Foreign visitors to the 11th-century Preah Vihear temple, on the Cambodian-Thai border, rose almost 78 per cent between January and October compared with the same period last year, despite a deadly border dispute that drew internat-ional attention in February.
About 2,140 foreign nationals visited the 1,000-year-old temple during the first nine months of the year, up from 1,206 in during the same period in 2010, according to data from the Preah Vihear Provincial Department of Tourism.
The border dispute—in which conflict between the Thai and Cambodian militaries erupted in and around the World Heritage site—was little more than a bump in the tourist development of the region, according to Preah Vihear tourism director Kong Vibol.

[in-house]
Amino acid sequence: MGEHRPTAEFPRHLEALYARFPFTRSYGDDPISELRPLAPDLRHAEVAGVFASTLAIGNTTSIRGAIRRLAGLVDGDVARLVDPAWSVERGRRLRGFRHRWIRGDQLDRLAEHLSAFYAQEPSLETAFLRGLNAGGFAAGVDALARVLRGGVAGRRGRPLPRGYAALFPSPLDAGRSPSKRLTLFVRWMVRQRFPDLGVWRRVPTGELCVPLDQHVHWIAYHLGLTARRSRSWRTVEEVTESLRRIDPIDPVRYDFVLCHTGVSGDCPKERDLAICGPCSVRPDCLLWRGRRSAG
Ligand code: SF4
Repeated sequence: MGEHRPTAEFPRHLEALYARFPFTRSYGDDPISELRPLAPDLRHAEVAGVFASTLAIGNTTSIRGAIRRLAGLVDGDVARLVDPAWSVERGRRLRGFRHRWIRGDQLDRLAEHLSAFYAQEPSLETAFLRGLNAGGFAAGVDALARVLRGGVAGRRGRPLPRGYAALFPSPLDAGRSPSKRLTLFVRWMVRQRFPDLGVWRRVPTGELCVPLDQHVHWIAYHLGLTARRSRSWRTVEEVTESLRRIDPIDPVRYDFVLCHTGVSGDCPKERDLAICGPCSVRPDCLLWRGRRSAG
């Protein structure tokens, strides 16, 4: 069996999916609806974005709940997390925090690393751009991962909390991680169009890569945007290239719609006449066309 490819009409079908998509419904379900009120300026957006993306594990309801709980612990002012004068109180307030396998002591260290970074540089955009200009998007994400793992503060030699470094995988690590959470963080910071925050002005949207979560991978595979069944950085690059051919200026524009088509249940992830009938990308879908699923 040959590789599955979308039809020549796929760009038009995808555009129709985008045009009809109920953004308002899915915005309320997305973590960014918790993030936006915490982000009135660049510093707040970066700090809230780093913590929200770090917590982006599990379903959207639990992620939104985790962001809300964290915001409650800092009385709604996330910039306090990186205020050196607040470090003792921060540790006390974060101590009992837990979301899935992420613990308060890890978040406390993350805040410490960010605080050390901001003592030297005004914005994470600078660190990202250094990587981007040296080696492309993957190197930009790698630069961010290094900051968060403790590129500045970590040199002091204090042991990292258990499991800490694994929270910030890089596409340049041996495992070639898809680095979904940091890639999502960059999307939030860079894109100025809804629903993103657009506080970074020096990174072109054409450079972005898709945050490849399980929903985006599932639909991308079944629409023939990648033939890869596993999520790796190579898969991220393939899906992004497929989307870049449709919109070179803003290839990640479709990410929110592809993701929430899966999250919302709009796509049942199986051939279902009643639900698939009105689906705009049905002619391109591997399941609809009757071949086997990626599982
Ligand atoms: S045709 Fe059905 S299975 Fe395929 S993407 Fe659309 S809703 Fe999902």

“There were lots of foreign tourists visiting the temple before the clashes and after the International Court of Justice ordered that the area be a demilitarised zone,” he said.
The court imposed the demilitar-ised zone in July, the Post has previously reported.
The increase had come despite the absence of tour agencies operating at the temple, Kong Vibol said.
Foreign delegations that came to monitor the border situation around the temple had contributed to the higher numbers, he added.
Local tourist numbers fell more than 32 per cent at the temple, tour data showed.
Preah Vihear province experienced a drop of more than five per cent in local tourist numbers, but Kong Vibol said that might improve as flood- waters in many areas receded.
Ang Kim Eang, president of the Cambodian Association of Travel Agents, said that among tourist destinations in Preah Vihear province, the temple was the only qualified attract-ion and most hotels and restaurants were not up to standard.
“We are trying to promote tourism there, but most tourists who visit Cambodia for the first time would prefer visiting the Angkor Wat temple,” Ang Kim Eang said.